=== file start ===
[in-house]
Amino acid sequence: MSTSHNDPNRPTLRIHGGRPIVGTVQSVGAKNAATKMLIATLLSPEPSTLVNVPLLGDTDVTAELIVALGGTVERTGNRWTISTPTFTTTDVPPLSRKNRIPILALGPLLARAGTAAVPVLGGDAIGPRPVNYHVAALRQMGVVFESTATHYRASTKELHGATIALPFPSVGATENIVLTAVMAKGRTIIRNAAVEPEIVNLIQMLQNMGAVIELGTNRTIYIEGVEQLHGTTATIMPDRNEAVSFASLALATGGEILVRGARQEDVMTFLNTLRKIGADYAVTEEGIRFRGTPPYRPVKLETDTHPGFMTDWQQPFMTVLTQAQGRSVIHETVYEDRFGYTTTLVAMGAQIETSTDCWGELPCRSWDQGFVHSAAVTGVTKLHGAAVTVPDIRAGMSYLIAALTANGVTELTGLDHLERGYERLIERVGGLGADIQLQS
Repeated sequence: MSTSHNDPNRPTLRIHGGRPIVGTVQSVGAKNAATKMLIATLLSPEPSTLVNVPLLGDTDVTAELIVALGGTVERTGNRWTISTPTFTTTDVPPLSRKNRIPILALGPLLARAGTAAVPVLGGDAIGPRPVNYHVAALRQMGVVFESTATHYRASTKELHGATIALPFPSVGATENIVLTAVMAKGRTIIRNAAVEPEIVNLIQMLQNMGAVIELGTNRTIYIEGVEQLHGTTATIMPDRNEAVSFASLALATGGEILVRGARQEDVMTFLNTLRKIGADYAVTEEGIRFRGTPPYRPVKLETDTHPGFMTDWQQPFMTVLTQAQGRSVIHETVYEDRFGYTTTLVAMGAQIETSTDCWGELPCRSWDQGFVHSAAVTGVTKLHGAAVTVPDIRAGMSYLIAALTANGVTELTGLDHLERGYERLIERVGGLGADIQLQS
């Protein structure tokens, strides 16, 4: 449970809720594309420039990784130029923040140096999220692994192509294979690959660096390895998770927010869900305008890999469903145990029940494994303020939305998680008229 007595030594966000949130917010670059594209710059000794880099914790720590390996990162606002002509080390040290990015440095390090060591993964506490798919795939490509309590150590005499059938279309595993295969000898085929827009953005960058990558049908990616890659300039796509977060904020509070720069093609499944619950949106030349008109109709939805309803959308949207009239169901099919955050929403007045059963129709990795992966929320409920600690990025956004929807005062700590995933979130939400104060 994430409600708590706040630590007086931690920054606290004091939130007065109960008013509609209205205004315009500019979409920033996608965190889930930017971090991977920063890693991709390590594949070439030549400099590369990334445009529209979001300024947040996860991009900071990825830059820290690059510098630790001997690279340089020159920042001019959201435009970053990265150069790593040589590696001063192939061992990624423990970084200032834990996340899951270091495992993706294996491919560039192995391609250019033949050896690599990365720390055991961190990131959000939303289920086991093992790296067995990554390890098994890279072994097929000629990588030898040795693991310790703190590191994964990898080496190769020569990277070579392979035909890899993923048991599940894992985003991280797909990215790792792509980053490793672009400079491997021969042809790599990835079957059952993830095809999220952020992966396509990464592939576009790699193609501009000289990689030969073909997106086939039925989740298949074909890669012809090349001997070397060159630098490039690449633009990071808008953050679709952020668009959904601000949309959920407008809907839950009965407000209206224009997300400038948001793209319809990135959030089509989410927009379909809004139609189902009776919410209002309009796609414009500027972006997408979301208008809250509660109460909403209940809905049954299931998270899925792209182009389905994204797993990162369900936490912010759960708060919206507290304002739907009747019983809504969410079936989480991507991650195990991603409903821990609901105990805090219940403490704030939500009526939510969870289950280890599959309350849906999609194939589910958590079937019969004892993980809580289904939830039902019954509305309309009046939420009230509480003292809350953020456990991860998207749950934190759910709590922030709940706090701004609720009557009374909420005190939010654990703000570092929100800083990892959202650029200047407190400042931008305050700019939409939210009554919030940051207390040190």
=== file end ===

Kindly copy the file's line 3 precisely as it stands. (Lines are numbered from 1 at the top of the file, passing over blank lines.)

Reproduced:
Repeated sequence: MSTSHNDPNRPTLRIHGGRPIVGTVQSVGAKNAATKMLIATLLSPEPSTLVNVPLLGDTDVTAELIVALGGTVERTGNRWTISTPTFTTTDVPPLSRKNRIPILALGPLLARAGTAAVPVLGGDAIGPRPVNYHVAALRQMGVVFESTATHYRASTKELHGATIALPFPSVGATENIVLTAVMAKGRTIIRNAAVEPEIVNLIQMLQNMGAVIELGTNRTIYIEGVEQLHGTTATIMPDRNEAVSFASLALATGGEILVRGARQEDVMTFLNTLRKIGADYAVTEEGIRFRGTPPYRPVKLETDTHPGFMTDWQQPFMTVLTQAQGRSVIHETVYEDRFGYTTTLVAMGAQIETSTDCWGELPCRSWDQGFVHSAAVTGVTKLHGAAVTVPDIRAGMSYLIAALTANGVTELTGLDHLERGYERLIERVGGLGADIQLQS